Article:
Motherwell manager Stephen Robinson has been left reeling in the wake of his side’s 5-2 defeat to Celtic, putting many of the Hoops’ goals down to individual errors.
The Well got off to the perfect start when Liam Donnelly popped up with yet another goal. Kristoffer Ajer equalised just a few minutes later though, before Celtic went on to net four without reply.
Donnelly netted a consolation late on, but the Steelmen’s brilliant first half was matched by an equally terrible second.
Robinson admits that individual errors killed his side. He told the Motherwell website: “The frustrating part is Celtic didn’t have to work for four out of the five goals.
“First one is indecision, one long ball. The second one is indecision, one long punt up the pitch. We don’t deal with it and it leads to their free kick. The fourth one, bad decision trying to intercept the ball and the fifth one’s a penalty.
“If you’re going to concede goals like that against the quality that they have you’re going to get punished.”
Plenty of lessons learned for Motherwell after Celtic defeat
Motherwell started this game excellently. They were easily the best team in the opening 30 minutes before fitness and Celtic’s quality killed the game off.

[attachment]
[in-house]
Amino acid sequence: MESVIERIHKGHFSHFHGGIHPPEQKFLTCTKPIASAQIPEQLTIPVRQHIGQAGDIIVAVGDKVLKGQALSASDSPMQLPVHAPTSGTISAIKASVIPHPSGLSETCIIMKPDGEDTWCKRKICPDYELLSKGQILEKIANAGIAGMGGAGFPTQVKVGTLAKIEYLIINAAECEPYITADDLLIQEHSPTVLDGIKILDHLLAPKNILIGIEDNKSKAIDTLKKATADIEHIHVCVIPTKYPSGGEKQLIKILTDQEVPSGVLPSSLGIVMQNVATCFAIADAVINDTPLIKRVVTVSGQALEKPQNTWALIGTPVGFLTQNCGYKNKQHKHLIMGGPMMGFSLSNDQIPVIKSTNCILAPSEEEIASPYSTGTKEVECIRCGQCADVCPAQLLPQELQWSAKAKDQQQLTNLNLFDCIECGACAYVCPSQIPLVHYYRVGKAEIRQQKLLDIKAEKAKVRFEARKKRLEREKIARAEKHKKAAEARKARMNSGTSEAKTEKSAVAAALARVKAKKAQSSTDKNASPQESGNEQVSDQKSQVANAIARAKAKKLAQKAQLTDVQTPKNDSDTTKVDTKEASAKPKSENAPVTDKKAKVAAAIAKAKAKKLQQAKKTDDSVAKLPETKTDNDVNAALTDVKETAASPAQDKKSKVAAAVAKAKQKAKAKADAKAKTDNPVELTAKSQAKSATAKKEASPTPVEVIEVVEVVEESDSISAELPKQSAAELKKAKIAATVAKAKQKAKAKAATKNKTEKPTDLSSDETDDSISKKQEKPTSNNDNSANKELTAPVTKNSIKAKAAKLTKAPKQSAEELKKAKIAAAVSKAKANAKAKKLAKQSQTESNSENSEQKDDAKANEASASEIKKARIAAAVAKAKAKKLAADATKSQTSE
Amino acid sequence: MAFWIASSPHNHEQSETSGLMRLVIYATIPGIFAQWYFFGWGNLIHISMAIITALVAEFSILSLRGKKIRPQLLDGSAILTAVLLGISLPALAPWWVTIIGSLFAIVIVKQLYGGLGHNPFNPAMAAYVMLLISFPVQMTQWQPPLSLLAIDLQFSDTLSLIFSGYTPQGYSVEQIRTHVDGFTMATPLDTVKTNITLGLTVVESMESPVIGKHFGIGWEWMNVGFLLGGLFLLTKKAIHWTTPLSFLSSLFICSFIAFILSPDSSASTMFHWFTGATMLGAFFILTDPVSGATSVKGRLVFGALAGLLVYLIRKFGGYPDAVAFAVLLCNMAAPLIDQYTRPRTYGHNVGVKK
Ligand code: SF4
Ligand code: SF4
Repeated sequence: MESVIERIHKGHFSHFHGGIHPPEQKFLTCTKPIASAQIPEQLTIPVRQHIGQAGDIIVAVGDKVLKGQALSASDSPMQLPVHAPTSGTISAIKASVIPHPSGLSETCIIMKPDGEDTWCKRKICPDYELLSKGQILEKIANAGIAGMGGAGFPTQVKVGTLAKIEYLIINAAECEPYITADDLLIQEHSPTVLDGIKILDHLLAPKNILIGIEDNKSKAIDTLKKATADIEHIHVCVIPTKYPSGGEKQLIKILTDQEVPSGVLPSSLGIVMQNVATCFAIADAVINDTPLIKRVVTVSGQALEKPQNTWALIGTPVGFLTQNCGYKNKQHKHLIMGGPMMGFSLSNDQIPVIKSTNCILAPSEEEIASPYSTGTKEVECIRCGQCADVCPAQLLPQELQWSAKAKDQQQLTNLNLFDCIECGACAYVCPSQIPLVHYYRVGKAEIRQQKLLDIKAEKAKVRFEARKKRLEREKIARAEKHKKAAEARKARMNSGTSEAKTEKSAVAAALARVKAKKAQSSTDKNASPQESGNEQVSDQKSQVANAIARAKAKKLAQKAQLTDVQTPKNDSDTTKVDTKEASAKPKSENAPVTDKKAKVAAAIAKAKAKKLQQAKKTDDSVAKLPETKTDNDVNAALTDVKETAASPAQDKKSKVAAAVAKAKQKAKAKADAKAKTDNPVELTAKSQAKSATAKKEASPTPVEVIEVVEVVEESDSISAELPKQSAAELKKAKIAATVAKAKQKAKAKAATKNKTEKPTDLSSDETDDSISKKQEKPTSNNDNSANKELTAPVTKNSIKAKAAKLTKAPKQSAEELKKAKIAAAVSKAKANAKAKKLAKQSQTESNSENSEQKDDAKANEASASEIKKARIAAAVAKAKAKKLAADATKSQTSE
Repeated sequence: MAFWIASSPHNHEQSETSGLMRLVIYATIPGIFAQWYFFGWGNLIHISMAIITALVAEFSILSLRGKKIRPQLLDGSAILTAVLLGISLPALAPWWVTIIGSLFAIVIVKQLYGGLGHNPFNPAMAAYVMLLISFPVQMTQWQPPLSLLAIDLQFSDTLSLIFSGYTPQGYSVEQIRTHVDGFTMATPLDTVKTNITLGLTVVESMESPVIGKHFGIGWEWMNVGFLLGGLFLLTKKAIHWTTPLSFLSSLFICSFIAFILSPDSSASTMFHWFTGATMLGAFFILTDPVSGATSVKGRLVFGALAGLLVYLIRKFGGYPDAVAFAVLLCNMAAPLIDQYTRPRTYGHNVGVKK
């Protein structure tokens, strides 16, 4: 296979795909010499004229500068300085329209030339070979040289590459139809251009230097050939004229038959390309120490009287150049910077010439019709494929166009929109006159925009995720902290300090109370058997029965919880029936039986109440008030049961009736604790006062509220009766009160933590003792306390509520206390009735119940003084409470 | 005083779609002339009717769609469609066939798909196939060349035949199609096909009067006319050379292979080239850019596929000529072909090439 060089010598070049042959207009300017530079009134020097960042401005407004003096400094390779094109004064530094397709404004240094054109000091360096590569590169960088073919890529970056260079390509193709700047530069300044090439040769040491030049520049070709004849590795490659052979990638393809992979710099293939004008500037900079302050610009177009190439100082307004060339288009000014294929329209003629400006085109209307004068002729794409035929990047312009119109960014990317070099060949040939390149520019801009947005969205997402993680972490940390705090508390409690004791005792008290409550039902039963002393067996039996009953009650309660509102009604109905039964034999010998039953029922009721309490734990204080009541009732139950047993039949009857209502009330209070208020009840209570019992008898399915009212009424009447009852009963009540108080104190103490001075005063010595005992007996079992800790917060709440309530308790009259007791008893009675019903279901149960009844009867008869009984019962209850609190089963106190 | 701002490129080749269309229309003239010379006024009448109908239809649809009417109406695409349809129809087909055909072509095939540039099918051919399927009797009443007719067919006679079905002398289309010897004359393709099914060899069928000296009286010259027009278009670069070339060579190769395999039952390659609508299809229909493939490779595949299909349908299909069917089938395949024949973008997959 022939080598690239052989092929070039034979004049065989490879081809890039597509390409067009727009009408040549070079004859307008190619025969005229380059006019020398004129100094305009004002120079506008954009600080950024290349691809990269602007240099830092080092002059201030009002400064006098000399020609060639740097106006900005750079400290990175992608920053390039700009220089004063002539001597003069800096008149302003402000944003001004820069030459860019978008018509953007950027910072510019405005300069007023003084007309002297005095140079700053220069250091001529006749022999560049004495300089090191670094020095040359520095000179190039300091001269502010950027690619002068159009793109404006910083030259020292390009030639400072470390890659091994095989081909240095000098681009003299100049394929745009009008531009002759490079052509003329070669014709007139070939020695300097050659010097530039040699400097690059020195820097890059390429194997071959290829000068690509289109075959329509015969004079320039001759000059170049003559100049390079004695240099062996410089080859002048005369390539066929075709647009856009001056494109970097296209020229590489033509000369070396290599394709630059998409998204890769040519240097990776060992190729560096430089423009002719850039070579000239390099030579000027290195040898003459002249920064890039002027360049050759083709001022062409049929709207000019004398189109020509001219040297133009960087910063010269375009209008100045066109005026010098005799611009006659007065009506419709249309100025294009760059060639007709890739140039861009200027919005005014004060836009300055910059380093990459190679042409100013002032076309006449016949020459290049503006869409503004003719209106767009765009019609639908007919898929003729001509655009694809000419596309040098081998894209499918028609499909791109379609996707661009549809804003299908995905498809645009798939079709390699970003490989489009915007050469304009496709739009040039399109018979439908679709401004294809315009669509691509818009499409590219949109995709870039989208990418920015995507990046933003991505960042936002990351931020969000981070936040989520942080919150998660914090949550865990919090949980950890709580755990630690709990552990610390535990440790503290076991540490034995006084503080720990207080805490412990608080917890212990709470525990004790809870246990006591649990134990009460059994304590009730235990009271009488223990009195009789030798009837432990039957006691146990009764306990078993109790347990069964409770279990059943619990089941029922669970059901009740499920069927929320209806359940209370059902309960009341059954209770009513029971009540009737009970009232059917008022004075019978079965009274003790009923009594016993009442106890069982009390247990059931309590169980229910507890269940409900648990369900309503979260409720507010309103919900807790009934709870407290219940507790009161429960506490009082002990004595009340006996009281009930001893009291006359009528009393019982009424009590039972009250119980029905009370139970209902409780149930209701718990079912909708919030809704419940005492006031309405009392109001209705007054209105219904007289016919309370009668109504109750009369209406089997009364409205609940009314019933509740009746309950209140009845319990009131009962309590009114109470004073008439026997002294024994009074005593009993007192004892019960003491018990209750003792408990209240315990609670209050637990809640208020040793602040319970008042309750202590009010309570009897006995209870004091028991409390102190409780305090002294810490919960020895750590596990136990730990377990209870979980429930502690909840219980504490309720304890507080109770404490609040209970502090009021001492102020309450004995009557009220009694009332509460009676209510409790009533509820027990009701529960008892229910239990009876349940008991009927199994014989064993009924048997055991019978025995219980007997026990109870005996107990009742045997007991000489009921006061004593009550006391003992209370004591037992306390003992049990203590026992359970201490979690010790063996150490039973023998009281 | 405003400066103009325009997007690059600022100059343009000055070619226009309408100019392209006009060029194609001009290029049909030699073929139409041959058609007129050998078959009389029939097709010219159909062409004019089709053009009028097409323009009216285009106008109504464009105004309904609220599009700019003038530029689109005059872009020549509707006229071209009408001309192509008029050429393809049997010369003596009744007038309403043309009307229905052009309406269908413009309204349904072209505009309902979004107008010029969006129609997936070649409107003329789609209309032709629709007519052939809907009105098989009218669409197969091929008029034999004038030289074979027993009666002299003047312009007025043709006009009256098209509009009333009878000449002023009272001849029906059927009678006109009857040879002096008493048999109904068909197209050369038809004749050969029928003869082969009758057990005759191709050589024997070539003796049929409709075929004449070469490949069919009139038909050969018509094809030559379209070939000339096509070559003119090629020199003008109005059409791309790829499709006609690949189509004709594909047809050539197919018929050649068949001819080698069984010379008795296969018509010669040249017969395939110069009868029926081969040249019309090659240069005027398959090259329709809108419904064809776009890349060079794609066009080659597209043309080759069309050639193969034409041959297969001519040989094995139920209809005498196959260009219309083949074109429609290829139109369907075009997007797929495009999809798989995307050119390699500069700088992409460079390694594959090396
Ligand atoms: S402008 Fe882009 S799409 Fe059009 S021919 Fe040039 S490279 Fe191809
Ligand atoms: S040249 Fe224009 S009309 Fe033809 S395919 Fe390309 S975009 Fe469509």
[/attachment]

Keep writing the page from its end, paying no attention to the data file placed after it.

Against a Hamilton or a Livingston, Robinson’s men wouldn’t have been so ruthlessly punished.
When you’re making silly errors against the eight in a row champions, you can only expect one outcome.
Robinson will have learned many things from this game. Whilst they have the capability to play exciting football, against the better teams, a game plan has to be in place to prevent a hammering.
Celtic killed Motherwell on the counter in the second half. Granted they won’t play against that quality every week, but even the likes of Aberdeen will hurt the Steelmen if they allow themselves to open up like that.
Take nothing away from Celtic though, some of the stuff they played was frightening. Motherwell won’t be the last team to be turned over by them.
Robinson’s men won’t be judged on this performance, but they need to make improvements following a disappointing defeat.